It’s pretty much a building site,” warned Robert ‘Choc’ Thornton before Thoroughbred Owner Breeder’s visit to Apple Tree Stud.

That proves to be true. Heavy machinery grinds up and down the drive of the 120-acre property near Stow-on-the-Wold, just on the border between Gloucestershire and Oxfordshire. There are piles of Cotswold stone, and men in hard hats striding about.

But it is easy to tell that, when completed, this will be a very smart set-up indeed. The stable-yard, with 17 huge, palatial boxes, the covered walker with central lunge pen and the manege would fit in well at any of Britain and Ireland’s top studs. Owner Paul Dunkley and former top National Hunt jockey Thornton, who oversees the nascent breeding operation, are aiming at the stars.

“Paul got into racing by default,” explains Thornton. “When his business partner Danny Reilly retired, they wanted to keep up a connection, to keep them in contact with each other. Danny and his wife liked their horses, and Danny suggested he and Paul should own a couple of racehorses together.”

Paul wants to play at a high level. In terms of the stud, we looked around places like Darley and Juddmonte [for ideas]; he wants something he can be proud of

The pair started with Highland Chief, who ran for Henrietta Knight for a couple of seasons before being moved to Alan King’s in 2007. Thornton, King’s stable jockey at the time, won twice on the horse.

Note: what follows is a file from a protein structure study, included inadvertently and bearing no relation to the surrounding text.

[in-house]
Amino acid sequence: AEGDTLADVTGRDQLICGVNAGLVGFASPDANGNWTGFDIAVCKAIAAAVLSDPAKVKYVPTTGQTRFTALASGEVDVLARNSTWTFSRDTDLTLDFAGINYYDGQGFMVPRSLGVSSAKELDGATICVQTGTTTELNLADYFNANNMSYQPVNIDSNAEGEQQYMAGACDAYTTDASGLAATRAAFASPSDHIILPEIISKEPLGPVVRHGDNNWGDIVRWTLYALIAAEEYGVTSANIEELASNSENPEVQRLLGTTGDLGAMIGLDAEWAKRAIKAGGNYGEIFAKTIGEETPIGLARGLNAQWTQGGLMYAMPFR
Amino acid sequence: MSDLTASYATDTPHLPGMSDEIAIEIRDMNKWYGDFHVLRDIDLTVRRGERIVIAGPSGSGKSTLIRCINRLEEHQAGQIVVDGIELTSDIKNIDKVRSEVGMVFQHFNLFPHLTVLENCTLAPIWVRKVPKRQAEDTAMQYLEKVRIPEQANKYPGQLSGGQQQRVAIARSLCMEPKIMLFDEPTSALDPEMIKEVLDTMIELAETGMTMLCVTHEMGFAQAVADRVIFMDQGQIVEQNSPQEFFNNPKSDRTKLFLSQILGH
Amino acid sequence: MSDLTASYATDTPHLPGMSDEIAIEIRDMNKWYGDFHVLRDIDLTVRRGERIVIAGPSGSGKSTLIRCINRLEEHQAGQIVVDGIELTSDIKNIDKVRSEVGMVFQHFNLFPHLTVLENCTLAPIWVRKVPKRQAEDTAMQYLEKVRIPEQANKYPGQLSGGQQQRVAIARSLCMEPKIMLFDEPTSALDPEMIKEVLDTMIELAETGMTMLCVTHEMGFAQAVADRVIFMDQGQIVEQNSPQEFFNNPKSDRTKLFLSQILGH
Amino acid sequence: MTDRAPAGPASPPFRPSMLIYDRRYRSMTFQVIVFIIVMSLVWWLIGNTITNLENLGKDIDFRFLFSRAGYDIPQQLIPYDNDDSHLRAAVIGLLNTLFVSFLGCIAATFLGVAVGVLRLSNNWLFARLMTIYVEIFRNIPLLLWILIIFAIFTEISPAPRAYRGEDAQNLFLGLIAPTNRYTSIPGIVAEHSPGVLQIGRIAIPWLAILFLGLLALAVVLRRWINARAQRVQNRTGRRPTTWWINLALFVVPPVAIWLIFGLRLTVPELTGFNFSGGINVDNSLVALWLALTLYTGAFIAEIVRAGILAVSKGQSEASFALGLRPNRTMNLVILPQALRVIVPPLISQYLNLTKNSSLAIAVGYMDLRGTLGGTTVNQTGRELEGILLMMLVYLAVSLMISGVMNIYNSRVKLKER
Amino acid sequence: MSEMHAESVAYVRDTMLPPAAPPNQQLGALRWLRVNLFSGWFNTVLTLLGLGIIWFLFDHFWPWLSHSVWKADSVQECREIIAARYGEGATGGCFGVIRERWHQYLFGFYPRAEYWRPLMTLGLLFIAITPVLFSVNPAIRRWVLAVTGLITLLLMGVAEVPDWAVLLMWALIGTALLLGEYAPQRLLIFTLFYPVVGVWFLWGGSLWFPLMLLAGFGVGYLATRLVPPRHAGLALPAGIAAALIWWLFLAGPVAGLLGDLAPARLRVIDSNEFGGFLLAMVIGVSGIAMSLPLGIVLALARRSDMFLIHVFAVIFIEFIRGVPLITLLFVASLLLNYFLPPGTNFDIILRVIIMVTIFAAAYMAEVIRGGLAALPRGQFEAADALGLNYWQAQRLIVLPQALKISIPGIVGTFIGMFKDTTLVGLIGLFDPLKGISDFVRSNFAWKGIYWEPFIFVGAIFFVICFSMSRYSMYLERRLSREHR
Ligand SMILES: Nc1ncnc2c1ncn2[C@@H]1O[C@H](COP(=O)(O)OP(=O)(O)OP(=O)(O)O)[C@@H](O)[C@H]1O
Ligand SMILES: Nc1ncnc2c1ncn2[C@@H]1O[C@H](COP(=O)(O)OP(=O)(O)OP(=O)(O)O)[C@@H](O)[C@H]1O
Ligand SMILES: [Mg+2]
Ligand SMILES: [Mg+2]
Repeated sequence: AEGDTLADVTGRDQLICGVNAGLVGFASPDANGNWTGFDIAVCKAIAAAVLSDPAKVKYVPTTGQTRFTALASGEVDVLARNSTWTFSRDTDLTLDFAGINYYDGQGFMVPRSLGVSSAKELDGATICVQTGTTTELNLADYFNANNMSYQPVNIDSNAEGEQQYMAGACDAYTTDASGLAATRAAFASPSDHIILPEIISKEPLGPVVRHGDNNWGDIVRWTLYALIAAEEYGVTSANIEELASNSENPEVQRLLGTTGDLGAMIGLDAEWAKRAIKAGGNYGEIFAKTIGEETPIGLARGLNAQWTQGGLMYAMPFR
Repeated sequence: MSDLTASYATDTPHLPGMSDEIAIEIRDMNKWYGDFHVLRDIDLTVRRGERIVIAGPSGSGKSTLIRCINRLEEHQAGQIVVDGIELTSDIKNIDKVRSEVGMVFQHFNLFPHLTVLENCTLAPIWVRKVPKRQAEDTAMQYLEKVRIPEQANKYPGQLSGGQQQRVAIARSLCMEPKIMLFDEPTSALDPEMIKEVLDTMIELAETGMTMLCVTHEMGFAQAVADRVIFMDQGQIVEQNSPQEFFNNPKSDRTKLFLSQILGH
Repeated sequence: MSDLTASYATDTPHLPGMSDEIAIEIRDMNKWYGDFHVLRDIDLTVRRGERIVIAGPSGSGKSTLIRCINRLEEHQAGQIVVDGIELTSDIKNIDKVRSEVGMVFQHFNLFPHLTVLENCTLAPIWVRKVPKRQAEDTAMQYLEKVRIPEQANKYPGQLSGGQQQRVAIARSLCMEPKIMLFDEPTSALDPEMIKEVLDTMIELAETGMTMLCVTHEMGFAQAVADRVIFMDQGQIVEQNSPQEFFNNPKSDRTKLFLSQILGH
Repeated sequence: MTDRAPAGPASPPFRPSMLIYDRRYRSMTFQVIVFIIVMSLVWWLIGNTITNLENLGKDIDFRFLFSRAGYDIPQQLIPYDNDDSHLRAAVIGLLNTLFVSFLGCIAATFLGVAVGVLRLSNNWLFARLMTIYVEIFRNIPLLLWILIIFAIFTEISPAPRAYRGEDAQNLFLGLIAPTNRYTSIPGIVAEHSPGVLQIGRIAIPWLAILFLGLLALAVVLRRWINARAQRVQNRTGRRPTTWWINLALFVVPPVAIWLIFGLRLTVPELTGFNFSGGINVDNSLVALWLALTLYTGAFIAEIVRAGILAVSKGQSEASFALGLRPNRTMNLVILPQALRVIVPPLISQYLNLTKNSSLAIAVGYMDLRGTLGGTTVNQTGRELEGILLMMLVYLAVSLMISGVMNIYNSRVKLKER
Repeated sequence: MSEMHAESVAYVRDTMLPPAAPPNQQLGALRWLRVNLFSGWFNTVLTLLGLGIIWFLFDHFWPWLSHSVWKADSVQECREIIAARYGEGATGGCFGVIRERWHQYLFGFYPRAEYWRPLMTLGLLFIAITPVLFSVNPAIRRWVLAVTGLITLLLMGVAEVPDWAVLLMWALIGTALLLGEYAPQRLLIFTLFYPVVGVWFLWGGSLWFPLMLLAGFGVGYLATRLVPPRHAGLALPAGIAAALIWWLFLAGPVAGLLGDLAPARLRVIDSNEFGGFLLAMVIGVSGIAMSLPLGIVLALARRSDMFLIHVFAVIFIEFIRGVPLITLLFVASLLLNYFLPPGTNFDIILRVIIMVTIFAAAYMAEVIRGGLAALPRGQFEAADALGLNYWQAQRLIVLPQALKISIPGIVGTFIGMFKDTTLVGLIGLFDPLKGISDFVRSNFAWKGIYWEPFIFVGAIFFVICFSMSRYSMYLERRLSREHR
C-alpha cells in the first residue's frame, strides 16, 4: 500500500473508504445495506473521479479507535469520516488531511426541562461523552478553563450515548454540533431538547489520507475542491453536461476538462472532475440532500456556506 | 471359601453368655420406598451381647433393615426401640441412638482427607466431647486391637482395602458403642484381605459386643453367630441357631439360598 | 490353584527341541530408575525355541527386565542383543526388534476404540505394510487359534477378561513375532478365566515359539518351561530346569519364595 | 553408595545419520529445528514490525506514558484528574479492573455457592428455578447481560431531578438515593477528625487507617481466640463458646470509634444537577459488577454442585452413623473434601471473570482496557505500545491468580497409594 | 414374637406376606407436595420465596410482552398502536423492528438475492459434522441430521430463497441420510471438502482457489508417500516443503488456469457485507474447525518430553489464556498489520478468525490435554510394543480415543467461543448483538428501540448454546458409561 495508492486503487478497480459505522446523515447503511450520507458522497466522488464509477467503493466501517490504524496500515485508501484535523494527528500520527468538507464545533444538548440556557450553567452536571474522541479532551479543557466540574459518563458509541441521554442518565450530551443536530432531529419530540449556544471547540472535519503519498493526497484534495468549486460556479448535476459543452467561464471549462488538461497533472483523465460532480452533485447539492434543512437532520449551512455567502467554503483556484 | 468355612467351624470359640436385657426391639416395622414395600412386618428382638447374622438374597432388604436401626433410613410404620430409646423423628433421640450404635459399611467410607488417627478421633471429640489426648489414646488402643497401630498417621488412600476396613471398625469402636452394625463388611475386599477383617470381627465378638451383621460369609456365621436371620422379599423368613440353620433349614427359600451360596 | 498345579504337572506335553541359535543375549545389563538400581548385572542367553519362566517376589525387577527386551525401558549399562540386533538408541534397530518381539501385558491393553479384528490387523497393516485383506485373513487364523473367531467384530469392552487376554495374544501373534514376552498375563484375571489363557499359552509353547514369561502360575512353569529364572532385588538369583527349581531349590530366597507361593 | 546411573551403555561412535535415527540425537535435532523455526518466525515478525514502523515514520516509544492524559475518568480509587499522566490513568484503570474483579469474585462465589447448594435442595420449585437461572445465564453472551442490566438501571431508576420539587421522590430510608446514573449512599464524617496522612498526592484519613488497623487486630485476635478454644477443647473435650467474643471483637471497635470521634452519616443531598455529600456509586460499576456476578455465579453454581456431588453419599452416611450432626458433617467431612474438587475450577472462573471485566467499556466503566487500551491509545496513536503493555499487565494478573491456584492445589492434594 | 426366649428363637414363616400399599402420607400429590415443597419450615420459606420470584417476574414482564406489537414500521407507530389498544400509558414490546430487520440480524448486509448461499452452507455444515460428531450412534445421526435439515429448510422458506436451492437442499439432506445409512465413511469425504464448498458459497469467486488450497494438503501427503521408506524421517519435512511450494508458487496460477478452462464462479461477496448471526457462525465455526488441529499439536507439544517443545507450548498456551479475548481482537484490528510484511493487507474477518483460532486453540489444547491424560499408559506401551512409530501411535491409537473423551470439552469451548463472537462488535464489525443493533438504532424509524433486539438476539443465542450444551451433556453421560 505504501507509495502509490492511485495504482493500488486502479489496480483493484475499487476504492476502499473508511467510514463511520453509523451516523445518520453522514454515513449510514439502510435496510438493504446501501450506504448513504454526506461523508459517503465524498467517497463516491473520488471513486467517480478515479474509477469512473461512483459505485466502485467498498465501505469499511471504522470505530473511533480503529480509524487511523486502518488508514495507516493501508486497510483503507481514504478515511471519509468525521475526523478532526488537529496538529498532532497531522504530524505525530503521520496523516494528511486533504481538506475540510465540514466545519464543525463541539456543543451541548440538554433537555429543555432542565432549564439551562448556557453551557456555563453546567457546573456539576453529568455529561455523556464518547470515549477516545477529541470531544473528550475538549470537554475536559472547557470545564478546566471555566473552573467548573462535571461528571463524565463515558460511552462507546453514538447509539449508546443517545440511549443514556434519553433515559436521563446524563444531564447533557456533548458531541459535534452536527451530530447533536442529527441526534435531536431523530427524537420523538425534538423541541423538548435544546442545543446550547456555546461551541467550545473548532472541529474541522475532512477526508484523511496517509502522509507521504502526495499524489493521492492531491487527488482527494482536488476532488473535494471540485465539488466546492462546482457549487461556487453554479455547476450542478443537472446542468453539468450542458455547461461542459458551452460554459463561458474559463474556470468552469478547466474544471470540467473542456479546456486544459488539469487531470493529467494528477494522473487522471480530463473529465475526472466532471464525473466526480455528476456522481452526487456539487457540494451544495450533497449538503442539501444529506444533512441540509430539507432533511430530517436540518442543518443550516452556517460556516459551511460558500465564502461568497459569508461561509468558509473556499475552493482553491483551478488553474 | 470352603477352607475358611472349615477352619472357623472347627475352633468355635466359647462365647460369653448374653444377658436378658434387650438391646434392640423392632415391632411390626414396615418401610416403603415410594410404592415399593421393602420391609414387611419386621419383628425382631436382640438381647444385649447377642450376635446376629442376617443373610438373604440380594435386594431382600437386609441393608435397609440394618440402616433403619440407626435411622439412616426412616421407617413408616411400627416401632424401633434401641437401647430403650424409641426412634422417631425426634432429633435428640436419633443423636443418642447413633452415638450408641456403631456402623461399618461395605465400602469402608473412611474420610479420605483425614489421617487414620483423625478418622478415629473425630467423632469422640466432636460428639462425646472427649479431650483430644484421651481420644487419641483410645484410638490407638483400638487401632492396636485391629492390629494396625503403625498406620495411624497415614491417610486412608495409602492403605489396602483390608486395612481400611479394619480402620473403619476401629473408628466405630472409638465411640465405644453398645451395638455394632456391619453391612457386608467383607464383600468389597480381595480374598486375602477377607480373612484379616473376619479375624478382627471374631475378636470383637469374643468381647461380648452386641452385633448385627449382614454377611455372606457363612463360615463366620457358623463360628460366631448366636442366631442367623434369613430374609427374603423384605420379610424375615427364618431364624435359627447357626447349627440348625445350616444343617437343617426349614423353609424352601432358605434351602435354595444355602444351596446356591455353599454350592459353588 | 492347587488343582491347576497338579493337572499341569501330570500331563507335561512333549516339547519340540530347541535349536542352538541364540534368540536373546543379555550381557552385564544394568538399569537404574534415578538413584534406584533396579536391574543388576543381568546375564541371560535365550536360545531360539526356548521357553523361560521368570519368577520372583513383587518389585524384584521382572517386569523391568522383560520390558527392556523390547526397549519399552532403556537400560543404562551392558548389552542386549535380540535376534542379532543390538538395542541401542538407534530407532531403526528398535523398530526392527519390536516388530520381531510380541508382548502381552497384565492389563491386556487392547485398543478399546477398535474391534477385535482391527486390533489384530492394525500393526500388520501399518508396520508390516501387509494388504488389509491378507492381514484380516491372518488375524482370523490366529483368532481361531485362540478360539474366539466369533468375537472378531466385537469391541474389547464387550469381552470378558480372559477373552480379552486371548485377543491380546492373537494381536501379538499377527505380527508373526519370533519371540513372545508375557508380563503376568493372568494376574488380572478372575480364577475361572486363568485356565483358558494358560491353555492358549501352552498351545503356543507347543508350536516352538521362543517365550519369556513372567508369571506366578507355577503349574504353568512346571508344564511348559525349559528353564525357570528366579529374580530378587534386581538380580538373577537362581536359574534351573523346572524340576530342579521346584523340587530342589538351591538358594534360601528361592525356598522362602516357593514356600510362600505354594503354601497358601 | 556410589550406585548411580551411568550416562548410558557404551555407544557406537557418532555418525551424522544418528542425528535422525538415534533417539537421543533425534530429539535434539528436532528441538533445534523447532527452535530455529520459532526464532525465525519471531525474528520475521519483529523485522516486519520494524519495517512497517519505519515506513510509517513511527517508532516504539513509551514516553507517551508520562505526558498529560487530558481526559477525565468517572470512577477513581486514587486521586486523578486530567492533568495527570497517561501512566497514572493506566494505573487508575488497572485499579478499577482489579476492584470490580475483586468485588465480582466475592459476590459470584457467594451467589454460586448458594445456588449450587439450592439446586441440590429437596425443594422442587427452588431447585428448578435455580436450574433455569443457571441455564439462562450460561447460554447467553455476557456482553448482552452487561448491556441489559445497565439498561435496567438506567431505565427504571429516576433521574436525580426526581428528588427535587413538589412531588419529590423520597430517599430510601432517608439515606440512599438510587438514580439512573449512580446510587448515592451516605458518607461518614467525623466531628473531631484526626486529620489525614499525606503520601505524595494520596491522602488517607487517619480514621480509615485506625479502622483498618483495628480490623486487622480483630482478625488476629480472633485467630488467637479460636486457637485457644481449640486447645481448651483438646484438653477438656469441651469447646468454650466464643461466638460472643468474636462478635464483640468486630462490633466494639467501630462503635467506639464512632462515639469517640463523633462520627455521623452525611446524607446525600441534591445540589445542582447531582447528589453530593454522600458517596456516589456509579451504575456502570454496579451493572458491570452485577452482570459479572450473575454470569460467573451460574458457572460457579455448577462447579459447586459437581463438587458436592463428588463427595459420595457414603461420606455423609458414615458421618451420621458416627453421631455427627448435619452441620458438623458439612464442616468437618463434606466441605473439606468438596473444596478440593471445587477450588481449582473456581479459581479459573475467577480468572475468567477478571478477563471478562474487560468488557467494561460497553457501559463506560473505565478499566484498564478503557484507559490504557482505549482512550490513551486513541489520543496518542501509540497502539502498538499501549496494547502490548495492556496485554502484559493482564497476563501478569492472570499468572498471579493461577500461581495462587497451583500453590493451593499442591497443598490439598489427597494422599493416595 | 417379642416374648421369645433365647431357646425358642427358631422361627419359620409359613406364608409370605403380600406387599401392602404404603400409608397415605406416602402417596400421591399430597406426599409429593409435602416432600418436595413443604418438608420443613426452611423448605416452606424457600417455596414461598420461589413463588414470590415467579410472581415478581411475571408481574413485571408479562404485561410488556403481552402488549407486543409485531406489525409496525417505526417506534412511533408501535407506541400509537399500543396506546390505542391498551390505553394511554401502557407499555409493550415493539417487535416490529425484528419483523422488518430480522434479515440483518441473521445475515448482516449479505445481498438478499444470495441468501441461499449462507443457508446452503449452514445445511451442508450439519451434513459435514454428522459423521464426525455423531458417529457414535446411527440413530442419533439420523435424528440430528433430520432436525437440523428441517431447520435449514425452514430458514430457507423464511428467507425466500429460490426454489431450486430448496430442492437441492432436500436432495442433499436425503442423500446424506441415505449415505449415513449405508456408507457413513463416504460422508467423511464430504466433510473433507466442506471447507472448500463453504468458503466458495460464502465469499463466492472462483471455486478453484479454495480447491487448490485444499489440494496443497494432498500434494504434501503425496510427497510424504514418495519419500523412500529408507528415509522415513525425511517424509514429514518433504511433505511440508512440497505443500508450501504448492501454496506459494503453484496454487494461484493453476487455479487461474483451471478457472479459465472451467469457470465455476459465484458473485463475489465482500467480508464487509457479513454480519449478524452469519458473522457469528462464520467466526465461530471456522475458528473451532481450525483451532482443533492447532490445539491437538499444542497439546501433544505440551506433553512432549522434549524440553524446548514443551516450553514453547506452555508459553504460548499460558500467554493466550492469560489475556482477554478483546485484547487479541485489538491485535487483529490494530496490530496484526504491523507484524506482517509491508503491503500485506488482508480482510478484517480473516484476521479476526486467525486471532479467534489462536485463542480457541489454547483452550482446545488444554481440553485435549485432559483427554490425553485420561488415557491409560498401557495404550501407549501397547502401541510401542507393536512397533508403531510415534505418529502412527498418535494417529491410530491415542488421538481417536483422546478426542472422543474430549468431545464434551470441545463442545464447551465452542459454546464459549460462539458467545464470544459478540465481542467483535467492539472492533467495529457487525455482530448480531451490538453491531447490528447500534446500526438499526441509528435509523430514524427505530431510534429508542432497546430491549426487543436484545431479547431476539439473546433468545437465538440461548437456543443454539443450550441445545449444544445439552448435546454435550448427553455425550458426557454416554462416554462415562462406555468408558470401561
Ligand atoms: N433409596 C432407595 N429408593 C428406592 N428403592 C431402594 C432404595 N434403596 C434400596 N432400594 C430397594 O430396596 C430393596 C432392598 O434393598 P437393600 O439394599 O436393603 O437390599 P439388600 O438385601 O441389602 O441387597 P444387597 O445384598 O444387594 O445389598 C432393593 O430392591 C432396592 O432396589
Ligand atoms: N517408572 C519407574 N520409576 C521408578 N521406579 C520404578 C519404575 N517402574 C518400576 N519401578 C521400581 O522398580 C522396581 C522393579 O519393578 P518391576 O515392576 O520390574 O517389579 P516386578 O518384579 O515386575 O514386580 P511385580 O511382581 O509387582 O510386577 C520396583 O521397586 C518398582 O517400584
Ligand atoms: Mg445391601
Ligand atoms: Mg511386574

“Then they bought Medermit [on whom Thornton was beaten only a neck in the Supreme Novices’ Hurdle at Cheltenham and won the Grade 1 Scilly Isles Novices’ Chase at Sandown and the Haldon Gold Cup at Exeter] and they have had horses with Alan ever since.”

When Thornton’s marriage broke down in 2011, Dunkley – who had bought the site of what is now Apple Tree Stud a couple of years earlier – offered him a barn conversion there to live in.

“Paul got the planning permission he wanted, and this place began to take shape,” says Thornton.

Dunkley, a very successful businessman, became interested in owning a stud.

“He liked the idea of having horses around the place, and he likes the idea of breeding a potential superstar!” says Thornton.

Despite both owner and manager having solid roots in the National Hunt world, the decision was taken to dabble in the other code.

“We have two jumping mares, and that will stay the same, but we are expanding the Flat side,” says Thornton. “There are three Flat mares here at the moment, but we are planning to extend that to around ten.”

They have hit the ground running with some eye-catching purchases. The three Flat mares all have pedigrees straight out of the major league.

The team at Apple Tree Stud are ambitious for the future